The phenomenon suggests that when students encounter a barrage of messages that tie success at Northwestern to constant stress and over-productivity, they may internalize that lifestyle as the norm on campus — and eventually aspire to it — regardless of where those messages came from.

“We think more people are engaging in negative behaviors than actually are,” Engeln said. “When you keep seeing the stress memes, it can give you a sense that the norm is to feel terrible all the time.”

Though Engeln thinks humor is one of the healthiest ways for students to cope with feeling stressed and overwhelmed, she said it’s important for them not to idealize those negative habits.

Shoola agrees.

“There’s a very fine line between using jokes to cope with your situation and normalizing very unhealthy habits,” Shoola said. “At the end of the day, the moderators have to distinguish what they consider to be a meme and what they consider to be just forcing narratives on Northwestern students.”

Weinberg junior Evelyn Roth is a member of the five-person team that manages “Northwestern Memes for Technically Top Ten Teens.” In this role, she filters requests for membership into the group, maintains a respectful environment, and, most importantly, accepts or denies memes that students request to publish. Unless a meme request is blatantly hateful or irrelevant, she said, it gets approved.

“We try to help people be more mindful by suggesting posters add trigger warnings or content warnings to their content,” Roth said. “If someone requested to post something alarming in a mental health sense, I would reach out to them, but that’s never happened.”

As a transfer from the University of California, Berkeley, Roth’s previous college experience colored her opinion of Northwestern’s meme page culture. Poor mental health on campus, Roth said, “is not as prominent (at Northwestern), but it’s still an issue. The memes definitely draw attention to it. In some aspects, memes destigmatize it.”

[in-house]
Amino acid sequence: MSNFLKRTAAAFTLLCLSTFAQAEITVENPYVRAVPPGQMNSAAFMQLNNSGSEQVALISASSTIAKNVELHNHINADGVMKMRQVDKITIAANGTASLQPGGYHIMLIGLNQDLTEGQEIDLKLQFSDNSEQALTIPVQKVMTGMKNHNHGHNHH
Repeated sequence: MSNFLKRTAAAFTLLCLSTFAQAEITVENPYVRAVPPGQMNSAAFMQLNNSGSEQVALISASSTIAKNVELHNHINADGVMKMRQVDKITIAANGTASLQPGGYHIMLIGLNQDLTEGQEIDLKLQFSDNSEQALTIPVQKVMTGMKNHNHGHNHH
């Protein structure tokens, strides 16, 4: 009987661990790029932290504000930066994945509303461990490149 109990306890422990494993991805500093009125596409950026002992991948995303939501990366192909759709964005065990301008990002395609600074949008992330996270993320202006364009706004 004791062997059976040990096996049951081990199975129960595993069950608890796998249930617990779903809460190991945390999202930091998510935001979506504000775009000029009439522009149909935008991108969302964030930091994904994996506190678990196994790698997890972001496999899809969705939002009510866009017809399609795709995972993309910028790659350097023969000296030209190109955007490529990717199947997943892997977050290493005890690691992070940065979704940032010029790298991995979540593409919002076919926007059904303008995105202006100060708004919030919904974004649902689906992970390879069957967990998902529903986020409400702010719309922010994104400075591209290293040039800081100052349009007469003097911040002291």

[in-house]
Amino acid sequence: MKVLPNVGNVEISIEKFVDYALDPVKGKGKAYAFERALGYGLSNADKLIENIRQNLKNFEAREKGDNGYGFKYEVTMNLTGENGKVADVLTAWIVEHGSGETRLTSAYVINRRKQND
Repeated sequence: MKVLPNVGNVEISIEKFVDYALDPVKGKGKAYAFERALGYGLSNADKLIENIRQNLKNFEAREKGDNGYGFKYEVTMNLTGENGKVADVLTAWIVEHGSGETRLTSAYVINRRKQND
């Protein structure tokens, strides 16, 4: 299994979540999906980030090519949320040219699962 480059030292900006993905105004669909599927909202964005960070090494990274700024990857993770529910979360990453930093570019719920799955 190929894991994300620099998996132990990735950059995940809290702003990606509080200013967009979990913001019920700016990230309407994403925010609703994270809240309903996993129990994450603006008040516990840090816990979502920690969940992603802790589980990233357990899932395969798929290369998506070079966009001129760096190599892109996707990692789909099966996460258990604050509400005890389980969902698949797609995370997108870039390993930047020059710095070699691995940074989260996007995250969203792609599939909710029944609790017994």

Talking about stress and its effects on mental health can reduce the shame that often surrounds psychological illness. For Shoola, the difference between a meme that helps reduce instead of reinforce stigma is whether the author tries to generalize their experience to the entire student body.

“It comes down to the line between talking about your own experience versus trying to project what you think the Northwestern experience should be,” she said.

For Tesmond, whose list of Northwestern comedy credentials is becoming too long to enumerate, memes are a way for the community to grapple with systemic injustices on campus. Recalling the sexual assault allegations against Sigma Alpha Epsilon in 2017, Tesmond remembers students’ frustration towards administration feeling “like a collective rallying cry, a catharsis in some ways. Some of the most biting comedy came out of the collective issues Northwestern students felt really passionate about.”

“I always try to satirize whatever is upsetting to me,” Tesmond said. But there’s a caveat: “It’s about attacking the concepts, and not perpetuating them. The implications of your words still exist when you make comedy. The joke still has a seed of truth to it. You have to be careful about what message you’re ultimately sending to other people.”

Tesmond and Shoola recognize most people who post memes won’t be doing so to change the culture at Northwestern. Perhaps that was never meant to be their role.

If The Daily is a mirror to Northwestern’s culture, “then the meme page would be a funhouse mirror,” Roth said.

“It definitely emphasizes the things that everyone can relate to and that you can draw humor from, but it’s not necessarily going to be a direct reflection of everything,” she added. “Some memes acknowledge stress but don’t give good tools for how to deal with that stress. But I also don’t think people come to the meme page looking for tools.”

If “Northwestern Memes for Technically Top Ten Teens” has a role in promoting toxic elements of Northwestern’s culture, might it be the place to reverse that culture?

Shoola isn’t so sure.

“If people are more open about challenging those narratives, we can have more of a conversation about the culture,” she said. “That conversation is not going to happen in the meme page.”

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Twitter: @graceluxton